In 2006, I was working for an architectural firm as a project manager. I had a good job, but it wasn’t a great job. There was no path within that company which would have made me happy.
Before I started blogging, a friend recommended that I check out WordPress. Very quickly, I fell in love and enjoyed the community that came with it. I downloaded a free theme, hacked away, and customized my blog.
Over the next few months, I started writing about my experiences with WordPress—building an audience around folks who were interested in what I had learned. Plus, they were downloading themes that I designed.
I began moonlighting as a “freelancer” by customizing the themes I had freely available to download on my blog. A few hundred bucks a week was good spending cash, so I was living the dream, right? Meh, not really.
While it was great to have some extra money for vacations, what I wanted was to be one of those “internet people” I saw working from coffee shops.
The Accidental Entrepreneur
Life was going alright until I landed a gig with a real estate agent from Boston. I worked up a beautiful design for him—one that I was particularly proud of—because it was more than just a “blog” theme.
I sent it off for him to look at, and after a few days, he got back to me. Rejected.
Ironically, it wasn’t the design he didn’t approve of; it was the fact that I had created a custom homepage for him—something that resembled more of a full website look, rather than just a blog.
So I went back to the drawing board and came up with something more straightforward, which he approved of, paid for, and used happily.
I was left with something I thought was amazing, and was borderline depressed. I thought I was going to be stuck with this “masterpiece” I had created, but then I had an idea: ask if my audience would be interested in buying it.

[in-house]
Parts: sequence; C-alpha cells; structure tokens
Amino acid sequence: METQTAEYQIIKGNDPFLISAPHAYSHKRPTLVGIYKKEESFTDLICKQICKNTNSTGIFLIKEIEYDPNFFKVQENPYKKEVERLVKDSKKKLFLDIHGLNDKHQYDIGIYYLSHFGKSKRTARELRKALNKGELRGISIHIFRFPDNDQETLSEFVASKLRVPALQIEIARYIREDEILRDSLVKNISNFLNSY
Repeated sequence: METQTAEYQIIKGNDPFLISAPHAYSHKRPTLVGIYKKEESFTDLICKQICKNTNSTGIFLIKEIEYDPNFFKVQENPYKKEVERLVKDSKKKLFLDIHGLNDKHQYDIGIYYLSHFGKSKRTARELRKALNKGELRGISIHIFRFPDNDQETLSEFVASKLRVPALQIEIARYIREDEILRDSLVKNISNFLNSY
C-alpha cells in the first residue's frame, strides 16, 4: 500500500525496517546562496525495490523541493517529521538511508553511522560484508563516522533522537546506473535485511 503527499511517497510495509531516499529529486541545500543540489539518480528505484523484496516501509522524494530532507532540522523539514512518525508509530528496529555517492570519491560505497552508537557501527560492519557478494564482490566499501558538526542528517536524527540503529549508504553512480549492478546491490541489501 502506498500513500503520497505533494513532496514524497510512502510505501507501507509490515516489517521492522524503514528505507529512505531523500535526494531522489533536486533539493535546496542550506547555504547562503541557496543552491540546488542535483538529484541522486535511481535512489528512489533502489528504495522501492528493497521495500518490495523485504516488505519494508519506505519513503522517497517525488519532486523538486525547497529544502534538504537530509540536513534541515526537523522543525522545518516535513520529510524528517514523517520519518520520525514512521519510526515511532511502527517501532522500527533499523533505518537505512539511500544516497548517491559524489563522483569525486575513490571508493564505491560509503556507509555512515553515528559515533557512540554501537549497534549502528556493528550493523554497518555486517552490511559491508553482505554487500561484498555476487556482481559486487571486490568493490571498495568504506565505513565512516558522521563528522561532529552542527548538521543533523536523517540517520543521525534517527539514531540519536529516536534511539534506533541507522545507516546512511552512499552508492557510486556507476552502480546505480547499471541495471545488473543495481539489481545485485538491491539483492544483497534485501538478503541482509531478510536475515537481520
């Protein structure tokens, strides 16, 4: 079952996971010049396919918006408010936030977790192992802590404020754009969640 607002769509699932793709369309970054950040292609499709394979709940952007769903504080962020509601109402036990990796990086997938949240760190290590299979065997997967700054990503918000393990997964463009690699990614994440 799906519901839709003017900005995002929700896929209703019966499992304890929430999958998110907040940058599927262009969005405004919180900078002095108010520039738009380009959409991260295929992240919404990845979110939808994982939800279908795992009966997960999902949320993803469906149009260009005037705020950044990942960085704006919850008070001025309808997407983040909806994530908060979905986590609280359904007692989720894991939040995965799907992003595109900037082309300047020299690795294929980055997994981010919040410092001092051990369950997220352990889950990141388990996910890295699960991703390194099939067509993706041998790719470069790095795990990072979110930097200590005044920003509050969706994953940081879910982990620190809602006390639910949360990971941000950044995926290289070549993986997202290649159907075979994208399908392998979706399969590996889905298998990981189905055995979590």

The WordPress Revolution
A couple of days went by before I had the time to do it, but I finally penned the blog post that would forever change my life—“How Much Would You Pay for a Premium WordPress Theme?”
I took the rejected design I did for the Boston real estate agent and turned it into the Revolution theme for WordPress. I made $10,000, $20,000, $40,000, and $80,000 respectively the first four months. I was in shock and told my wife Shelly that it was “financially irresponsible” for me to stay at my job.
Some days I feel as though it was pure happenstance—that it was merely a stroke of luck and I was in the right place at the right time. Other days, I embrace the fact that I was smart enough to seize the opportunity which presented itself in front of me.
It’s been nearly ten years since I took the leap of faith and became a creative entrepreneur. I can assure you it hasn’t always been easy, but not a day goes by that I regret my decision—trust me, it is worth the risk.